Study reveals Iran tried to sway public opinion in its favor via social media

A study done by Atlantic Council’s Digital Forensic Research (DFR) Lab has revealed that Iran has been attempting to manipulate public opinion via Twitter accounts masquerading as foreign journalists and American citizens with apparent knowledge on the matter.

The U.S.-based think tank concluded that Iran's campaign - amidst heavy sanctions placed on it by the U.S. - to “spread regime messaging through covert channels”, while extensive, has been broadly ineffective, and has been carried out on a far smaller scale than the one Russia carried out during the 2016 U.S. elections. Graham Brookie, director and managing editor of the DFR Lab, says:

"The scale and scope of the Russian troll farm drastically outweighed the scale and scope of the Iranian troll farm."

Twitter, in August, revealed in a blog post that it had suspended 770 accounts with apparent ties to the Iranian government for engaging in "coordinated manipulation" on its platform, with some of the campaigns dating back all the way to 2009. In the same post, it also made good on its prior commitments to the U.S. Congress, wherein the company made the data involved here - namely the tweets and their sources - openly available as an archive, in order to streamline any potential investigation into the matter.

The blog post, put together by Yoel Roth, the site integrity chief, and Vijaya Gadde, head of the legal, public policy, and trust and safety, goes on to say:

"It is clear that information operations and coordinated inauthentic behavior will not cease. These types of tactics have been around for far longer than Twitter has existed — they will adapt and change as the geopolitical terrain evolves worldwide and as new technologies emerge. For our part, we are committed to understanding how bad-faith actors use our services. We will continue to proactively combat nefarious attempts to undermine the integrity of Twitter."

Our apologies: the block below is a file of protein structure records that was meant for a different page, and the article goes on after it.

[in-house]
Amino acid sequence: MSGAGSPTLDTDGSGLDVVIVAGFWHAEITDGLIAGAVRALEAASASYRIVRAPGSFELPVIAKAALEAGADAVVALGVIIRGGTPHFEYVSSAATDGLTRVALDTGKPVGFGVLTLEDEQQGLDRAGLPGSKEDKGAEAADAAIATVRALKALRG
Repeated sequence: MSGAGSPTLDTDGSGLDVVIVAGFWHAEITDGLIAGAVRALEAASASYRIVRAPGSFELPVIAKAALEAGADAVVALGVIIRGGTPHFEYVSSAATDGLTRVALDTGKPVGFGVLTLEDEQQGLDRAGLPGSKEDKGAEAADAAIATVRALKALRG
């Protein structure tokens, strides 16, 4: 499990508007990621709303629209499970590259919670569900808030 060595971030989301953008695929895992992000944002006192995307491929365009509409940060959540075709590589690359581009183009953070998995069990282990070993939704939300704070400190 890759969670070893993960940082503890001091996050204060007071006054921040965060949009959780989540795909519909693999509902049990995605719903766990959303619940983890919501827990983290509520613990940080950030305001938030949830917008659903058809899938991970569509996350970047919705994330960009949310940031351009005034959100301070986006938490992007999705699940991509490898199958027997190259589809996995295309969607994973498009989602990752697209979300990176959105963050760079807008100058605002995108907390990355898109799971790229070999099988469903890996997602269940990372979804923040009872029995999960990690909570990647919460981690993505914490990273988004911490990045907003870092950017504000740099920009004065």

The Atlantic Council praised Twitter's move to boost transparency in these matters, with Brookie defending a consumer's "right to have more information about the things they see that are presented to them.”

Of the 10 million or so tweets that surfaced from this, Twitter shared 2 million of them with the Atlantic Council for further investigation, as the former couldn't fully gather the evidence necessary to pinpoint Iran as their source. Further research was able to achieve this; the study revealed that the Iranian government made use of several fake identities, as well as bots, to push its agenda abroad. This included vocal support for the Syrian government, along with attacks on the Saudi Arabian and Israeli ones.

These now-defunct accounts came in several guises, some of which were a reporter from Moscow, a game designer from California, and a direct representative from a state-run media outlet from Iran.

Very little of this actually panned out in Iran's favor, however, with extremely suboptimal engagement and barely any reach at all, with no one of influence falling for the propaganda. “They were ill-adapted to the platforms they sought to use.", concluded the Atlantic Council.

Source: Atlantic Council Digital Forensic Research Lab (1), (2), (3), (4) via The Washington Post

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